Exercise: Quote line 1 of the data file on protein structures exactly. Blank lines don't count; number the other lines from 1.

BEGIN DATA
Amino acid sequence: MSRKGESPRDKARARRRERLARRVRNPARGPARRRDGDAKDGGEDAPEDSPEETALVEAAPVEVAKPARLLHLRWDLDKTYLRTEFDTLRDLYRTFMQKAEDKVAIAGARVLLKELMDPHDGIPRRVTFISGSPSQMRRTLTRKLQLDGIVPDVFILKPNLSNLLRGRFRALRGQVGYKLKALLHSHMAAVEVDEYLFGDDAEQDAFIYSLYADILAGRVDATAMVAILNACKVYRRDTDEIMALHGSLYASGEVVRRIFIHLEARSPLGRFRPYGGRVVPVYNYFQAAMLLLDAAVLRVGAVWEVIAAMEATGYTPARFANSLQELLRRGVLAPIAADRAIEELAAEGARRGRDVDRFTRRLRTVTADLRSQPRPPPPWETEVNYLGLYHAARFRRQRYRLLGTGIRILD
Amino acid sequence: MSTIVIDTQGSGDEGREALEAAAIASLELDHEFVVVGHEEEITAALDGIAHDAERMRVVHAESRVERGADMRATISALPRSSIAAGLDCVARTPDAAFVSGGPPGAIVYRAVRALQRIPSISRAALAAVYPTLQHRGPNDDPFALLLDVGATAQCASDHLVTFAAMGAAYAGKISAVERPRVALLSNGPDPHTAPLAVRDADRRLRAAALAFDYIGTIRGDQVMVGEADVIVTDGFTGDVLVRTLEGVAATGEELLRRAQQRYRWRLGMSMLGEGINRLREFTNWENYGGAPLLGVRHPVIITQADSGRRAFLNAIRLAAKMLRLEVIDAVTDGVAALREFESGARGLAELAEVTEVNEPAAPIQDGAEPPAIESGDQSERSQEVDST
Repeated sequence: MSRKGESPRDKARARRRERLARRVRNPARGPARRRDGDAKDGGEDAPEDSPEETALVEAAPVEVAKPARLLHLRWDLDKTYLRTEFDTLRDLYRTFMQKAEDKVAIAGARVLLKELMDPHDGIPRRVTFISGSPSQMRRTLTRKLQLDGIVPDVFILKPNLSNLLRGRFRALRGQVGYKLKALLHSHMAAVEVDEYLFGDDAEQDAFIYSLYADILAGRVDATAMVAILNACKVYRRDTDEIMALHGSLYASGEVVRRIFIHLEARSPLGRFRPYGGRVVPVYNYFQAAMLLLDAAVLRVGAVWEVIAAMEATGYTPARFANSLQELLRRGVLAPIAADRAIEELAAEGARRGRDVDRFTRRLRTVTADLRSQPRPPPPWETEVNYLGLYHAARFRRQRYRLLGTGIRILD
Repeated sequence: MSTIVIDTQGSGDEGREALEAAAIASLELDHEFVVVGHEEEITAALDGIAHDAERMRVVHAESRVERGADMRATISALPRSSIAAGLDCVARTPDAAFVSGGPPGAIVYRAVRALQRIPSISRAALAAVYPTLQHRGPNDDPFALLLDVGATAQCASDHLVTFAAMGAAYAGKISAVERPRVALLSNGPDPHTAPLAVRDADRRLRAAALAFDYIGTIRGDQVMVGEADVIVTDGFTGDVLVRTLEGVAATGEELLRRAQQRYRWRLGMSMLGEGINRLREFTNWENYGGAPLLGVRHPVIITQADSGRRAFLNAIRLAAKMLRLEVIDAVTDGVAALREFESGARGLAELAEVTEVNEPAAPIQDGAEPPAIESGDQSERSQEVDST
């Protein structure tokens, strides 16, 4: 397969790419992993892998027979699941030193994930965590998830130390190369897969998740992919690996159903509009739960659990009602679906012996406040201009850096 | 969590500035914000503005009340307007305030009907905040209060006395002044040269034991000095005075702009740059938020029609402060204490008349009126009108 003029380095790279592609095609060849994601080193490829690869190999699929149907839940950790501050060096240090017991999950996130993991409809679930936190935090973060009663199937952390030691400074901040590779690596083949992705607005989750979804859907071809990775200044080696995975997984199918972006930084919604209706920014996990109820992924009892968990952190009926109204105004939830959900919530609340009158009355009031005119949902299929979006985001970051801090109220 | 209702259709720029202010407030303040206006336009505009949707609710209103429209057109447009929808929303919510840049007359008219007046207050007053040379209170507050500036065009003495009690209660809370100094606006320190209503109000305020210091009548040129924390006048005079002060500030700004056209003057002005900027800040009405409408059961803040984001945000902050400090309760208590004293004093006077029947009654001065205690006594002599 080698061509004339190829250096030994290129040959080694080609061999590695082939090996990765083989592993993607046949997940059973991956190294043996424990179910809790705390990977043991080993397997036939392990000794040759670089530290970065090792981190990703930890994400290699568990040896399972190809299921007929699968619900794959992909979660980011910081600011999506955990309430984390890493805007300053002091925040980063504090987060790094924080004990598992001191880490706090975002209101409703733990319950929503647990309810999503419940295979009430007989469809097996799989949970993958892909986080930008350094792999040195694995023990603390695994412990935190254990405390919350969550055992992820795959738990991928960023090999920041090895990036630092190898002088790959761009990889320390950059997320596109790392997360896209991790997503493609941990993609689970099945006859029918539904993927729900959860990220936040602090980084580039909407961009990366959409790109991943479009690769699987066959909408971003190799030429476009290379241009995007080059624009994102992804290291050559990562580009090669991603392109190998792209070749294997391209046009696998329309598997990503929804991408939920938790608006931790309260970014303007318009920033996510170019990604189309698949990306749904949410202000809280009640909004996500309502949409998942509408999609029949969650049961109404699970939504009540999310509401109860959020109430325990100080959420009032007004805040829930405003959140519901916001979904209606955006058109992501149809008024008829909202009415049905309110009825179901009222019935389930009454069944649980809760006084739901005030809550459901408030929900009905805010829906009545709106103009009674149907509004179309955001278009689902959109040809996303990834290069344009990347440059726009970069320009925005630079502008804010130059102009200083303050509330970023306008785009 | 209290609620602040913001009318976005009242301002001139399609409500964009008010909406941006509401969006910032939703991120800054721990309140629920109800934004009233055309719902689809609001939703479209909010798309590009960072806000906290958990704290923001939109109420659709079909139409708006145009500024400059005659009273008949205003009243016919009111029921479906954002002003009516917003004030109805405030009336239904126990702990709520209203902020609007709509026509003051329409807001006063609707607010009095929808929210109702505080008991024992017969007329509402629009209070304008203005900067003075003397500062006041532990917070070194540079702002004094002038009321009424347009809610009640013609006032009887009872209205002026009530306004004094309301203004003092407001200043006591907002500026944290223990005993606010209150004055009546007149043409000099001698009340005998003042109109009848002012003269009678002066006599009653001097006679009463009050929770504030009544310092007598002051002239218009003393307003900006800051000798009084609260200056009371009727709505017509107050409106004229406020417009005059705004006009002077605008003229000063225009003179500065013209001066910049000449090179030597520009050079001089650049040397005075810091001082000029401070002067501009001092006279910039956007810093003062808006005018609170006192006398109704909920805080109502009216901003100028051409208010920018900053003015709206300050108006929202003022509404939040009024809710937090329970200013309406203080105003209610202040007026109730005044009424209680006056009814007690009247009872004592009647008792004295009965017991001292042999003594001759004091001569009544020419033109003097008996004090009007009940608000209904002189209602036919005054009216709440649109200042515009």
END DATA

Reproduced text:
Amino acid sequence: MSRKGESPRDKARARRRERLARRVRNPARGPARRRDGDAKDGGEDAPEDSPEETALVEAAPVEVAKPARLLHLRWDLDKTYLRTEFDTLRDLYRTFMQKAEDKVAIAGARVLLKELMDPHDGIPRRVTFISGSPSQMRRTLTRKLQLDGIVPDVFILKPNLSNLLRGRFRALRGQVGYKLKALLHSHMAAVEVDEYLFGDDAEQDAFIYSLYADILAGRVDATAMVAILNACKVYRRDTDEIMALHGSLYASGEVVRRIFIHLEARSPLGRFRPYGGRVVPVYNYFQAAMLLLDAAVLRVGAVWEVIAAMEATGYTPARFANSLQELLRRGVLAPIAADRAIEELAAEGARRGRDVDRFTRRLRTVTADLRSQPRPPPPWETEVNYLGLYHAARFRRQRYRLLGTGIRILD